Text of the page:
Alright, unpopular opinion time: There’s no such thing as work/life balance. Anyone who says they have achieved the perfect balance in their personal & professional lives is full of BS.
I’m starting 2015 off on a positive note, aren’t I?
But, in all seriousness, I truly believe that this elusive balance is something we need to stop striving for—because it doesn’t exist. And we’re all driving ourselves a little crazy thinking that we can attain it…then always falling short.
When I made the switch from a hard-earned career in law to my own PR agency a decade ago, I was hoping to ultimately have more balance in my life and more time with my kids when I became a mom. While it’s never easy to get everything done, and I still find myself working hard all of the time, I do feel that I have found more of the balance I was seeking and am very lucky to have a career where I’m still able to be part of my young children’s lives—not because I’ve found the secret to attaining “work/life balance,” but because I’m gentle with myself, accept my limitations, and give my sole attention to whatever (work) or whomever (my husband & my kids) needs it at any given moment.
As working moms (and dads), it’s all too easy to get caught up in the idea that you don’t have enough—or, more often, that you aren’t giving enough—to every area of your life. Can I make a gentle suggestion? Cut yourself some slack.
Instead of beating yourself up over everything you’re not doing, try to remember that you’re doing the best you can with what you have. Just changing your mental script can be so powerful. Replace the negative messages you are sending yourself with positive affirmations and you’ll likely accomplish more in work and life than you thought was possible.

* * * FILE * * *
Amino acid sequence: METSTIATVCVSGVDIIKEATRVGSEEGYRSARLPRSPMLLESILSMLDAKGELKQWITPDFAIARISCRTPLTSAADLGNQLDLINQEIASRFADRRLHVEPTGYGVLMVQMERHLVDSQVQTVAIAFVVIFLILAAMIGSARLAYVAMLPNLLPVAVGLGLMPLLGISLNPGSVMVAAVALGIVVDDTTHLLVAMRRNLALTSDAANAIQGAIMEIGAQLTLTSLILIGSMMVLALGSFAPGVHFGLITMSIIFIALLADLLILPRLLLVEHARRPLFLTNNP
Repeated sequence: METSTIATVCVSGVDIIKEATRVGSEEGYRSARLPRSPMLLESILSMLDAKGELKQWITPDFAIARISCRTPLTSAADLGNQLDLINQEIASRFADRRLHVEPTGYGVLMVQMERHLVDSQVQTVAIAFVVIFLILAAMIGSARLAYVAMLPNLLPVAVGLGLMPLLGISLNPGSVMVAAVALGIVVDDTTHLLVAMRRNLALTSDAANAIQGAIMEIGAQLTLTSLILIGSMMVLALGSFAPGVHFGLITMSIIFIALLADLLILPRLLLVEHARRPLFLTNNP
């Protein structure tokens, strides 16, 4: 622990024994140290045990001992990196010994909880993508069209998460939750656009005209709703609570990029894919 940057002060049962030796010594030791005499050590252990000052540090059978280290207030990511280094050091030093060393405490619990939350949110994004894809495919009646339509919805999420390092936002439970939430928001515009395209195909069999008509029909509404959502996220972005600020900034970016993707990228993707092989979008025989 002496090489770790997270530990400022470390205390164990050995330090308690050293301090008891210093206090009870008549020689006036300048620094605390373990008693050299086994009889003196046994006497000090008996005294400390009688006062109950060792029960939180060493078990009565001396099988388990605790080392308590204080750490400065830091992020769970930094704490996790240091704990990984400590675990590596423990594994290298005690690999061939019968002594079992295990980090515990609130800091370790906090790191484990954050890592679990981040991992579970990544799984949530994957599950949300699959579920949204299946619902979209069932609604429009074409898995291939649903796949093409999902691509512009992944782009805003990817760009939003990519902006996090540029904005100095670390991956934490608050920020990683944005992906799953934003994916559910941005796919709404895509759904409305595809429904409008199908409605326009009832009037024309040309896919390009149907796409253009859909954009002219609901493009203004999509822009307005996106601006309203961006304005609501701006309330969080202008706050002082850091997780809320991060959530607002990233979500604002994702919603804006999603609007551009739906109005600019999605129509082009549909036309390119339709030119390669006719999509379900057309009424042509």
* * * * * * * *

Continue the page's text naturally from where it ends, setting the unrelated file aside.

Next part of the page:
(I know it sounds woo-woo, but it works. I promise.)
And honestly? Maybe some people truly feel balanced in their work and their personal lives all the time—but I don’t know any of those people. Even those who seem like they have it all together will tell you they have their own struggles. (Raises hand.) Nothing or nobody is perfect, myself included—and I try my best daily to be ok with that.
Instead of constantly seeking a perfect 50/50 balance between the work that you do and the life that you lead, make a commitment to stay present and focused on wherever you are and whatever needs your attention in a given moment.
Did you know that “No.” is a complete sentence? It requires no explanation, no justification. Embracing “No” is very empowering. Value your time and say “no” strategically, and try not to let the anxiety or guilt or FOMO weigh you down.
As we start this new year, I challenge you to change your perspective on “balance”—instead of trying to perfectly do it all, seek to be happy and be present. Celebrate the natural peaks and valleys of your life and recognize them for what they are—opportunities to learn. Once you do that, I think you’ll find that your life will naturally settle into whatever is the perfect “balance” for you.